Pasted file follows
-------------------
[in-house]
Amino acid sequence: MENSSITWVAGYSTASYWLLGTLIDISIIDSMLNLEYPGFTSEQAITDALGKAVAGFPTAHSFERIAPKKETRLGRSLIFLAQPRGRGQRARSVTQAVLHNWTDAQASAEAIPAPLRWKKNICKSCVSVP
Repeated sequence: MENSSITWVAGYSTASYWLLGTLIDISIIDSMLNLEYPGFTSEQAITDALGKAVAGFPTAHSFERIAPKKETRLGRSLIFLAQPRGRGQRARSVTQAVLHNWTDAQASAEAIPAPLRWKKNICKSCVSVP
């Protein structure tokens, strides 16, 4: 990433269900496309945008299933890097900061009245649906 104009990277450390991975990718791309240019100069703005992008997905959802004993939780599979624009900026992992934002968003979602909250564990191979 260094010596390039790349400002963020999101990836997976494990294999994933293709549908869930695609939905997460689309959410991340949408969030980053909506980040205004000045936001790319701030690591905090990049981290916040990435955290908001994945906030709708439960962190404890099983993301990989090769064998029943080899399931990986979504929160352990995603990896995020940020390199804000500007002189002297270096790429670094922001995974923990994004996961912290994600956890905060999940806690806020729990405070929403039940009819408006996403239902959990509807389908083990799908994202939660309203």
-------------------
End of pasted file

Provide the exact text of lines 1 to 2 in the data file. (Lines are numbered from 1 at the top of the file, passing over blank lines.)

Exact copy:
[in-house]
Amino acid sequence: MENSSITWVAGYSTASYWLLGTLIDISIIDSMLNLEYPGFTSEQAITDALGKAVAGFPTAHSFERIAPKKETRLGRSLIFLAQPRGRGQRARSVTQAVLHNWTDAQASAEAIPAPLRWKKNICKSCVSVP